A man who established the first care home catering for members of the Asian community in Manchester, an entrepreneur, Temple volunteer and a Pakistan Association President have been honoured in the Queen’s birthday honour’s list.

Walli Ullah, 55 is Founder and Director, EMU Films Ltd and was honoured with an MBE for services to the Economy and Overseas Investment

He is a successful entrepreneur with over 30 years' experience in Film, TV and Digital Media.

He has been at the forefront of developments in digital media and was an early pioneer of VOD (Voice on Demand) and IPTV (Internet Protocol Definition).

Most recently, responsible for the multi-million pound growth and sale of IFE, a leading global entertainment content production and distribution company.

He successfully built the company, based in Manchester, to a turnover exceeding $100m per annum with 200 staff and offices around the world. After the sale of IFE in 2007, he concentrated on his new venture and in 2008 set up EMU Films, a film development and production company that is producing a number of high quality film and TV projects.

In 2014 he was appointed a Global Ambassador & Dealmaker to the UK Government’s Global Entrepreneur Programme (GEP).

The team of entrepreneurs has helped more than 200 entrepreneurs and early-stage technology companies to establish in the UK, with 150 of these landing since 2009.

This has raised investment capital, with over US$200 million raised so far. He joined the Board of TiE UK North in 2009, a not-for-profit network of entrepreneurs fostering entrepreneurship, mentoring and education.

Mohammed Iqbal, 69 was honoured with an MBE for services to charity and community relations in Manchester

Upon retirement from his career, he opened one of the first small residential care homes for elderly Asians under the charity - Shassab.

This was the first care home in Manchester which catered for the specific needs of Asian elders. Shassab (1992) has been open for over a decade and now also offers support to people with mental health and learning difficulties.

He has expanded the work of the charity to help Muslim women in need of support on issues such as domestic violence and cultural rejection issues. He has also been extremely active on increasing democratic understanding and integration issues particularly amongst young people.

He has been an active mentor for young people, from all ethnicities and backgrounds.

He is part of the first generation of South Asians, who has always been a proponent of promoting British identity in young people from all ethnic backgrounds, and instilling a strong sense of belonging, by encouraging young people to be active on integration.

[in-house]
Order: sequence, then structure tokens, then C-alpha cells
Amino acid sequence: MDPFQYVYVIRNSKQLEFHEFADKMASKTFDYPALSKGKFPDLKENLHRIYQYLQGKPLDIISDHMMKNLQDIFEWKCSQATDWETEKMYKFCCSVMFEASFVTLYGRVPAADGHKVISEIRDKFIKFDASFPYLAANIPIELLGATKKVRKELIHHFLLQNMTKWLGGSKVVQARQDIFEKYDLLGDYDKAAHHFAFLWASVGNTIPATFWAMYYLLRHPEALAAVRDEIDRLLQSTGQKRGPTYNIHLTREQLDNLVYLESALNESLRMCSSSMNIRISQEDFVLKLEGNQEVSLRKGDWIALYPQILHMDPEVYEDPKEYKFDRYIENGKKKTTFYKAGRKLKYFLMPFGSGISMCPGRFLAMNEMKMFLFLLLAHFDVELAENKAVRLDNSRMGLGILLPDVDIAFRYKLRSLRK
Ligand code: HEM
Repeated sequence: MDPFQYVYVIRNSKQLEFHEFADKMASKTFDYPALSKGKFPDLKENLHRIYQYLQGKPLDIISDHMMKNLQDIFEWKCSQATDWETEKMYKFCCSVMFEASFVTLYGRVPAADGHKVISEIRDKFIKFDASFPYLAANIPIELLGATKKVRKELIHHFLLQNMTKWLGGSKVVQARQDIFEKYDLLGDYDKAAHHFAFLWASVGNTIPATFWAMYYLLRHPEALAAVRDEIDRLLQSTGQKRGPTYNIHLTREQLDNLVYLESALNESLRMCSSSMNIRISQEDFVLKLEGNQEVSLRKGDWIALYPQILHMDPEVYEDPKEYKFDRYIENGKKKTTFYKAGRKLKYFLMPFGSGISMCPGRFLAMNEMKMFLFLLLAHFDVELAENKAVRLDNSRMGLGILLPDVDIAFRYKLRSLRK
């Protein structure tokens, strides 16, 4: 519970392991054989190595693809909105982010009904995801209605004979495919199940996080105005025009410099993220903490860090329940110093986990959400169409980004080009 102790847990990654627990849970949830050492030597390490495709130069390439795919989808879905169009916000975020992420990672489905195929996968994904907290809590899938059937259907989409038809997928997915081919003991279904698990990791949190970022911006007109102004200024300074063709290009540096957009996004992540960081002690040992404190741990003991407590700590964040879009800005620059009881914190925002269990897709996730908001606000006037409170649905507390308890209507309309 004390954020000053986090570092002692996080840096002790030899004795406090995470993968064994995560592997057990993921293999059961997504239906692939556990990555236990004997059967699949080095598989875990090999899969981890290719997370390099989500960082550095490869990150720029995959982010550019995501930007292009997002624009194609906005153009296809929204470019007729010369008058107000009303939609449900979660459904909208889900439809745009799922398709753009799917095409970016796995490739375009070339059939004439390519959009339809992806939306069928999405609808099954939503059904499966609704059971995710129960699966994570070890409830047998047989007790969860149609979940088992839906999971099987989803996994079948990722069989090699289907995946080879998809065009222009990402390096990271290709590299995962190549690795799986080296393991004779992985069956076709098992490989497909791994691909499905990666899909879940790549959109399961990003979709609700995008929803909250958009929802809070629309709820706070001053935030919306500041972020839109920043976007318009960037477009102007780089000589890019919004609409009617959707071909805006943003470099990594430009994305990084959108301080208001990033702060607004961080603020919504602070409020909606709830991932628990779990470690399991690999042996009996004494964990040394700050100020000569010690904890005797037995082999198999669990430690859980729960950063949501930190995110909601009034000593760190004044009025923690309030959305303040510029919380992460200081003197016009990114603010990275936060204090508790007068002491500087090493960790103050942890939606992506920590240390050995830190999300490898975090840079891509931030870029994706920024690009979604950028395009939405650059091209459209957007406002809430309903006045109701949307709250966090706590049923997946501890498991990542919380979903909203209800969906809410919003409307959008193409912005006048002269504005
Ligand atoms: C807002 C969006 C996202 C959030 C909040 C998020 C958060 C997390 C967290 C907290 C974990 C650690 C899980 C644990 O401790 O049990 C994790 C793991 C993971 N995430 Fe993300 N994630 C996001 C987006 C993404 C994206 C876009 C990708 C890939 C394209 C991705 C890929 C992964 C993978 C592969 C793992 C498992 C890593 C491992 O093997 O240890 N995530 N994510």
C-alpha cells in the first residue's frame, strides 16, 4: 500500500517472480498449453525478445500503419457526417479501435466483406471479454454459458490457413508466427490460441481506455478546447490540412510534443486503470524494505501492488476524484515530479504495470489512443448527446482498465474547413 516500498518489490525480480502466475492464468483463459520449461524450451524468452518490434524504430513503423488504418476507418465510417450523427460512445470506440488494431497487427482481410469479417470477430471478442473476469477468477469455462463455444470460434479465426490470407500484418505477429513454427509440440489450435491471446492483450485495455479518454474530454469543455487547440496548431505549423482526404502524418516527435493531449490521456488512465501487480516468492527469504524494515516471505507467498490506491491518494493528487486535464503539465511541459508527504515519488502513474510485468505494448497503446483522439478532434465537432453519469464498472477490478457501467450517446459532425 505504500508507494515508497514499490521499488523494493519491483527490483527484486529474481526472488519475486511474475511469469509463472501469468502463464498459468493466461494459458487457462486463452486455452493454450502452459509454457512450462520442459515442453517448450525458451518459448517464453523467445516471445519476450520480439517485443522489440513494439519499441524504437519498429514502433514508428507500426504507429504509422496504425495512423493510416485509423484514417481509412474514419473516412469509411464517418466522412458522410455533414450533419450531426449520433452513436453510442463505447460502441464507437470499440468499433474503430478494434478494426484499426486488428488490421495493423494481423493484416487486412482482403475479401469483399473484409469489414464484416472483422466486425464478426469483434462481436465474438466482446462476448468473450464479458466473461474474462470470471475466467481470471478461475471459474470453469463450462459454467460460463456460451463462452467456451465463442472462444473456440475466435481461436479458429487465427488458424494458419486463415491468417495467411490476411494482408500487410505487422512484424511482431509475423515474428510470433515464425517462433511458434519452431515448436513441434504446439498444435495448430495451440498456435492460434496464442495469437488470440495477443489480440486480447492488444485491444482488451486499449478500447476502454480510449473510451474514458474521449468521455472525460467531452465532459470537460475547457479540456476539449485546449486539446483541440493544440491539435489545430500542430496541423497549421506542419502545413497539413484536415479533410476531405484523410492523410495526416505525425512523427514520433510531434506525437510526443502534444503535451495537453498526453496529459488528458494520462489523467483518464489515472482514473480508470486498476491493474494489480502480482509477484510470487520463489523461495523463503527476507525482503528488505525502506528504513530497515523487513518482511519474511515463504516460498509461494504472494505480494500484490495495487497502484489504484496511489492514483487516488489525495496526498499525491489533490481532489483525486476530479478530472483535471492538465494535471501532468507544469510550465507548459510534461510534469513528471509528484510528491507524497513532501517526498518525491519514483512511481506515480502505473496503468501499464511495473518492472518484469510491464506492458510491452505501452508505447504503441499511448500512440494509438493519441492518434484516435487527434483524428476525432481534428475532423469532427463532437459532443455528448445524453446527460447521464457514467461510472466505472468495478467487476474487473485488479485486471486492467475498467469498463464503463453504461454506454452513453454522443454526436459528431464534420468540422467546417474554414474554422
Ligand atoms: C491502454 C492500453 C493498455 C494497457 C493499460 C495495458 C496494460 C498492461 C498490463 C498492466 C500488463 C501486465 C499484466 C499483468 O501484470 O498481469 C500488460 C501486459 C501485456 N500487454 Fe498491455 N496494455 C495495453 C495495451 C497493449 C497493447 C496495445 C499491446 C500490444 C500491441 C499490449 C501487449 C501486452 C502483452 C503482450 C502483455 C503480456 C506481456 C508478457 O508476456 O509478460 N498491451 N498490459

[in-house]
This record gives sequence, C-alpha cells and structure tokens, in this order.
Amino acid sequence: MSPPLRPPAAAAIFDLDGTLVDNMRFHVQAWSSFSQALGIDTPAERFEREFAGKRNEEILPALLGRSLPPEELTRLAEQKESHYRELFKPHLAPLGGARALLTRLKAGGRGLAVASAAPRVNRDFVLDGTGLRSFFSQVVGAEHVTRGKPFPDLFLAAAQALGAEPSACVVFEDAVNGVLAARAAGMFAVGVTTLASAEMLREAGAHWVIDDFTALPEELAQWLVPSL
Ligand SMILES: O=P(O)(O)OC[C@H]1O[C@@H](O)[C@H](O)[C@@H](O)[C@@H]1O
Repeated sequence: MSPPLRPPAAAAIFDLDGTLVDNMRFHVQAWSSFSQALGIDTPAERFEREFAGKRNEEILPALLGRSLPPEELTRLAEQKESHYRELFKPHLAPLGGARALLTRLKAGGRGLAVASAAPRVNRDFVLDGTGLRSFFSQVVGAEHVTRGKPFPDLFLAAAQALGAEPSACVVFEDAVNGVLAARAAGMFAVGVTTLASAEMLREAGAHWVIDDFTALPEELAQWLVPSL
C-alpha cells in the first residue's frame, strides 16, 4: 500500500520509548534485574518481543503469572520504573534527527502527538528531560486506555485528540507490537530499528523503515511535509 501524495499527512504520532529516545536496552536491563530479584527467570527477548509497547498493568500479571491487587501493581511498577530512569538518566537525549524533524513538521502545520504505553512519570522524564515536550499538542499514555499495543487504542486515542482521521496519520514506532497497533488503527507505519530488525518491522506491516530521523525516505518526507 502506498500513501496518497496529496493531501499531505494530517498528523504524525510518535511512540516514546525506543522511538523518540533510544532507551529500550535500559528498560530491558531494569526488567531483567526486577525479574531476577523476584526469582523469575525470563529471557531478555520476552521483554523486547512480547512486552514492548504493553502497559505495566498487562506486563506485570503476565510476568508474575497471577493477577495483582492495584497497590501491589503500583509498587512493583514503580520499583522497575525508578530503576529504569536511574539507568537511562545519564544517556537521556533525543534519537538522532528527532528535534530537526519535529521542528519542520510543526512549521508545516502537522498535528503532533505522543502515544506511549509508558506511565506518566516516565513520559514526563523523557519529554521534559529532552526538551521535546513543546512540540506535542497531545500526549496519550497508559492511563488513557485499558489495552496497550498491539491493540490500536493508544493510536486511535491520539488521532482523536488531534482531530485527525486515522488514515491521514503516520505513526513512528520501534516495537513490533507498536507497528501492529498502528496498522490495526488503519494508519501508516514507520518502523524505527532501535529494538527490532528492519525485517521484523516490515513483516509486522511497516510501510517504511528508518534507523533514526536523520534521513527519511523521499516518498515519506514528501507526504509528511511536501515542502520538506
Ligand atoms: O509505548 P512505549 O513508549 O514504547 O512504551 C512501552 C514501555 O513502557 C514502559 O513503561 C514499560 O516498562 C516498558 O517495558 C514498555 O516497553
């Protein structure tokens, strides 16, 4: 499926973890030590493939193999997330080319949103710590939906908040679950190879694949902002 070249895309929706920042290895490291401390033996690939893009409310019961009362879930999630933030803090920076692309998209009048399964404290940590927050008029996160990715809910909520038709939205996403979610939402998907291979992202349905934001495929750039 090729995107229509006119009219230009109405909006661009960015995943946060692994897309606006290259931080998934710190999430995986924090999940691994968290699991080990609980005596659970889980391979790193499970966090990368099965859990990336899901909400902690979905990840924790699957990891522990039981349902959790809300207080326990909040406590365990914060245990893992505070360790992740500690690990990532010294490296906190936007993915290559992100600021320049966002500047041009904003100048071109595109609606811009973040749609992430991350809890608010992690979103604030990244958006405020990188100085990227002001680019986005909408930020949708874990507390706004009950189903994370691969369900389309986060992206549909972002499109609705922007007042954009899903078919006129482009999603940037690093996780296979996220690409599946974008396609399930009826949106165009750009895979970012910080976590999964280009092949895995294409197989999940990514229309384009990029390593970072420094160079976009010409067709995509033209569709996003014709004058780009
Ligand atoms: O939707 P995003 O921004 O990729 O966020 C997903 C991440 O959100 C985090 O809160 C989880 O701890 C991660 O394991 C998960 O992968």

Sarfraz Ali, 75, President of the Pakistan Association Liverpool was honoured for services to Community Cohesion and Integration in the city.

He is a key member of two of the oldest ethnic minority organisations in Liverpool, the Ar Rahma mosque and the Pakistan Association Liverpool (PAL). He is regarded as the most senior figureheads in the Pakistani community and is actively involved in providing community activities.

The Pakistani Association built a multi-cultural community centre in 1977 which is now firmly established as being at the heart of the community. He has used the centre to create harmonious and cordial relations between communities and.

He was responsible for the £561,000 renovation of the PAL Multicultural Centre which is used by members of the community regardless of their ethnicity, age, gender, sexual orientation or disability.

The centre has also refocused to meet the needs of ethnic minority women and elders to reduce isolation and combat social exclusion.

In addition to his work with the PAL he has also been involved with the wider community of different cultures and traditions.

He was one of the founding members of the Afro, Asian and Caribbean Standing Committee on Merseyside, an umbrella organisation of faith organisations.

He is also on the Board of the Merseyside and Cheshire Commonwealth Association.

Mrs Ruxmani Thakorbhai Patel, 67 was honoured with a BEM for charitable and voluntary services to the community in Bolton.

She has selflessly given her time to the Shree Krishna Temple, starting as a volunteer in 1987 and rising to become President of the Temple, the first woman to hold this position.  She is currently the temple secretary.

The Krishna Temple is a prominent temple in the UK which serves over 2000 Hindu members in Bolton, Warrington, Wigan, Aston, Manchester and surrounding areas.  She leads the Bolton Hindu Forum’s sub-group for ‘Women Together’.

She has also been involved with Ambition for Ageing with the Citizen Volunteer Service. She often takes the lead managing the temple kitchen where food is cooked for up to 600 people 40 times a year.

She has previously volunteered for many different organisations and causes such as the Blue Peter Well Project, Age Concern UK, Gujarat Earthquake appeal, Coronary Care Appeal and the Nepal Earthquake. She is passionate about ensuring that her culture is passed down to younger generations. She has helped run Gujarati classes for children at the temple.

Additionally she prepares information leaflets in English and Gujarati for the temple’s forthcoming religious festivals and events which are distributed to nearly 800 homes. She has shown determination in making a difference to people’s quality of life by supporting the elderly and visiting hospice patients.